- In severe cases, photos and videos of you that you didn’t take might appear online.
If you think you are being spied on with a drone, don’t shoot it down or disable it. Flying a drone in a populated area is legal, and if you cannot prove it’s being used in a harmful way, you will be liable for the damage.
Instead, confront the person you suspect is responsible or notify local law enforcement of your concerns. This requires you to gather sufficient evidence, however.
You can also take measures like downloading drone detecting apps like DroneWatcher or buying a radio counter-surveillance system or anti-drone radar detector device.
Keep in mind that it is legal to fly a drone in the US as long as it is used responsibly and remains in sight of the flyer.
You cannot accuse someone of spying on you or interfering with your daily activities because they are flying their drone in their backyard or a public space where it’s been deemed safe.
For example, drone users are legally allowed to fly their drones at the beach, as long as it is not a national park or restricted explicitly by local laws. Additionally, they are allowed to fly their drone freely if they are not putting anyone in harm’s way.
What People Can and Can’t Do With Their Drones
It’s essential to understand the rights and responsibilities of a drone owner and the laws surrounding drone use, whether you’re a drone user or a bystander.
Below is a discussion of US drone laws. This includes what is acceptable in private and public spaces and the repercussions of damaging someone else’s drone. Note that this discussion does not extend to commercial drone use.
Legal and Safe Drone Use
Using a drone should never be a concerning or intimidating experience for users or bystanders, so below are the laws and guidelines a drone user should obey when flying a drone:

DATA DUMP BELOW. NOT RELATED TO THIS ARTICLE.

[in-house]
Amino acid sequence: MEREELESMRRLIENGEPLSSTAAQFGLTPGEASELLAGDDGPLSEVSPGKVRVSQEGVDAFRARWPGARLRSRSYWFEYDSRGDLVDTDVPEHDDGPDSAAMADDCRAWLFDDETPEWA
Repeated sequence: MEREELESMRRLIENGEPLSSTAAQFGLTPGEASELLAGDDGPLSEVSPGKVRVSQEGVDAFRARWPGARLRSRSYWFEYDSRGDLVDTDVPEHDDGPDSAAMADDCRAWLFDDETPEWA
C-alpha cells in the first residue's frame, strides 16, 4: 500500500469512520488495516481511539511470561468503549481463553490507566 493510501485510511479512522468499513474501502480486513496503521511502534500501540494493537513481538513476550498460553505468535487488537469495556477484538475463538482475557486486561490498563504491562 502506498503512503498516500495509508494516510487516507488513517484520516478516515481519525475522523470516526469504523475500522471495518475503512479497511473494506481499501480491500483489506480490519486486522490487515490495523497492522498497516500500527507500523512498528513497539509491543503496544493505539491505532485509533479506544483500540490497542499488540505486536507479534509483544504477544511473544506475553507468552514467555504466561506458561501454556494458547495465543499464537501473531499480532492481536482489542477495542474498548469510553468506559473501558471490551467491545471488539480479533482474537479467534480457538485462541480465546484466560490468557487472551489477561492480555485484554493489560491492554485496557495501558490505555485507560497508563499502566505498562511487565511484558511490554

- Recreational flyers must take The Recreational UAS Safety Test (TRUST) and keep proof that they completed this test while flying.
- Ensure that you or an assistant/friend can always see your drone while flying.
- Never fly in a way that can cause harm to people or property. For example, avoid flying into traffic or crowds.
- Do not, under any circumstances, use your drone to spy on bystanders and take unsolicited photos and video footage of them.
- Do not fly a drone under the influence of substances, such as drugs or alcohol, that could render you incapable of flying safely.
- Familiarize yourself with the necessary drone laws in your area before taking to the skies.
- To fly commercially, you need to get the required certification.
- Drone users cannot enter others’ personal or professional property, such as their house or a place of work, without explicit permission.
Consequences for Illegal and Unsafe Drone Use
Using your drone illegally or irresponsibly, including using your drone to spy on or intimidate people, has consequences. Not just socially but legally.
The penalties for unsafe drone use include:
- A fine: Using a drone for illegal purposes, such as taking unsolicited footage of people or flying too close to government facilities, can incur a fine.
- Arrest: Irresponsible drone users can get jail time for crashing their drones in public spaces or areas with sensitive equipment (like power stations). Drone users caught smuggling and spying on government or safety operations can be arrested.
Bystanders who shoot down or damage drones can also be fined or even arrested, as this constitutes damage to personal property, even if said drone was being used irresponsibly.
The technology required for a drone to “see” through walls does exist. However, it is still in development and not available to the public. As a regular bystander, you will unlikely encounter a drone as a privacy concern.
Nonetheless, ensure that you are educated on local drone laws and safety, whether you are a bystander or a recreational drone user.